Gwarlingo

About Michelle Aldredge

I’ve spent almost 20 years helping thousands of successful artists of all disciplines and working to make the arts more accessible. (One friend likes to call me “the arts enabler.”) From 1999-2012 I worked at The MacDowell Colony, the nation’s oldest artist colony, but I've also done time at an arts magazine, a library, an art museum, and a raptor rehabilitation center. In May of 2012 I left MacDowell to pursue writing, speaking, curating, and creative projects full-time. In 2015 I was named a “Top 100 Artist, Innovator, Creative” by Origin magazine. I've appeared as an arts and culture commentator on New Hampshire Public Radio, and in 2017 I was the recipient of the Wampler Art Professorship at James Madison University. I am the founder of the Gwarlingo Salon series, which connects artists like DJ Spooky with rural audiences in the Monadnock region. In 2017 my collaborator Corwin Levi and I will publish our first book, Mirror Mirrored, which combines Grimms’ fairy tales with vintage illustration remixes and the work of contemporary artists like Kiki Smith, Carrie Mae Weems, and Amy Cutler. I grew up in Atlanta, Georgia, but have called New Hampshire home since 1999. My studio is located in the historic, mill village of Harrisville. I miss fried okra, the early southern spring, and restaurants that stay open past 9:00 p.m., but rural life agrees with me. In New Hampshire I can see the stars, go kayaking or snowshoeing, watch bald eagles fish in the lake, and focus on my creative work in silence. I no longer have to worry about traffic jams; deer, wild turkeys, and frost heaves are the primary road hazards here. Although I live in the country, I’m fortunate enough to be part of a vibrant arts community that extends beyond this small New England village. The quiet days are punctuated by regular travel and frequent visits to museums, theaters, readings, arts events, lectures, and open studios around the country. (You can read my full CV here.) Thanks for visiting Gwarlingo. I hope you'll be in touch.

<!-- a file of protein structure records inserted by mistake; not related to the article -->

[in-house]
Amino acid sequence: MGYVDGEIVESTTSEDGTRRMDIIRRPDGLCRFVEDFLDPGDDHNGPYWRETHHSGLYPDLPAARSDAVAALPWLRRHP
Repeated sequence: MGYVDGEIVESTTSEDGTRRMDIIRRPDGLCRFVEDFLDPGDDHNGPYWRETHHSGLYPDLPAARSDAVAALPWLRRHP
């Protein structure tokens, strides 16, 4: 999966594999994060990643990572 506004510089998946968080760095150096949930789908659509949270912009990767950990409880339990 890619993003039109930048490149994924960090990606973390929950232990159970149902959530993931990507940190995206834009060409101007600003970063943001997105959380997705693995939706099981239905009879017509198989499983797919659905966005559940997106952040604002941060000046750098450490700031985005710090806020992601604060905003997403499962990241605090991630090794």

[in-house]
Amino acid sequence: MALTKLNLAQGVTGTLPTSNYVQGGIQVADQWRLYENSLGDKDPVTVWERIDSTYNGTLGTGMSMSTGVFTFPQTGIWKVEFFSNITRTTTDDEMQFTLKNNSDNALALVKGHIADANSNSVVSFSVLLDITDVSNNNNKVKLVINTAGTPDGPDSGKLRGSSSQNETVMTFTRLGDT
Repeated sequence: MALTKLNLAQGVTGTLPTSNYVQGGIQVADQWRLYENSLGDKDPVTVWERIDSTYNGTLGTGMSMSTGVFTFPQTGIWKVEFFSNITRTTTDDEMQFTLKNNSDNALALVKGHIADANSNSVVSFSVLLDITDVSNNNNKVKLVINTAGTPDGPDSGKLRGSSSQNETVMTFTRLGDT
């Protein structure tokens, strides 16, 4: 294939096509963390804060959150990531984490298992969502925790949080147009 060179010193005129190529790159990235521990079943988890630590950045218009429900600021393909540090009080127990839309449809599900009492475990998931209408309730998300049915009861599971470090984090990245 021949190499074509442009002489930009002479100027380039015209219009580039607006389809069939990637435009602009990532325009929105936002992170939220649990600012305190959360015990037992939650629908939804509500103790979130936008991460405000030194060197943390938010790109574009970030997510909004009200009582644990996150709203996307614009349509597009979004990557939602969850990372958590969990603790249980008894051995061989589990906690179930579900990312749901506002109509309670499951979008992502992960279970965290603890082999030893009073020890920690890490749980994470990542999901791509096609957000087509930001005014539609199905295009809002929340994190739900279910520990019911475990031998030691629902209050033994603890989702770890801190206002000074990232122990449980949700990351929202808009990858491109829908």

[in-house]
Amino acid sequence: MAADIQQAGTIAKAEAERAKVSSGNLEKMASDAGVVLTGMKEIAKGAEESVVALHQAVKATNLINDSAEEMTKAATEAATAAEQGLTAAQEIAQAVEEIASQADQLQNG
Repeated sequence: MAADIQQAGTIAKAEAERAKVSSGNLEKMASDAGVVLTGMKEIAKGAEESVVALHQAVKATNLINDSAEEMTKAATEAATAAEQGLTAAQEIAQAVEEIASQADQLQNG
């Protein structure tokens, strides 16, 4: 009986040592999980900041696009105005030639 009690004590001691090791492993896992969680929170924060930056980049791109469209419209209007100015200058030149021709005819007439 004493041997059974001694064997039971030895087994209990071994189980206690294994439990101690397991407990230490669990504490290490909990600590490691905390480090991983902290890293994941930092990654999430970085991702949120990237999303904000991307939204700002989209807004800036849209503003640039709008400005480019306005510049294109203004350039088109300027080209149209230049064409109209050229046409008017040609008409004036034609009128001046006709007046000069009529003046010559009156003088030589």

Listen to My Interview on NHPR

  A big thanks to Virginia Prescott, Taylor Quimby, and Rebecca Lavoie Flynn for another fun visit to the NHPR studios. Today's on-air discussion covered everything from Wes Anderson's Moonrise Kingdom, the Barnes Museum controversy, Japanese manhole cover designs, the Copenhagen Philharmonic's flashmob, and more. If you missed the segment you can [...]

By | 2016-11-11T21:52:55+00:00 06.21.12|Events, News|Comments Off on Listen to My Interview on NHPR

The Sunday Poem : Ravi Shankar

          Sam the Super   You wouldn’t take my bald father for a quirky man, since his bearing is quintessentially Tamil-Brahmin, a Tam-Bram for the uninitiated, with the firmest hand when it comes to discipline or studies. He leers at ham and beer alike. Believes [...]

By | 2016-11-11T21:52:57+00:00 06.16.12|The Sunday Poem, Words|Comments Off on The Sunday Poem : Ravi Shankar

What Makes a Healthy Life? Writer Roger King Explores Love & Fatigue in America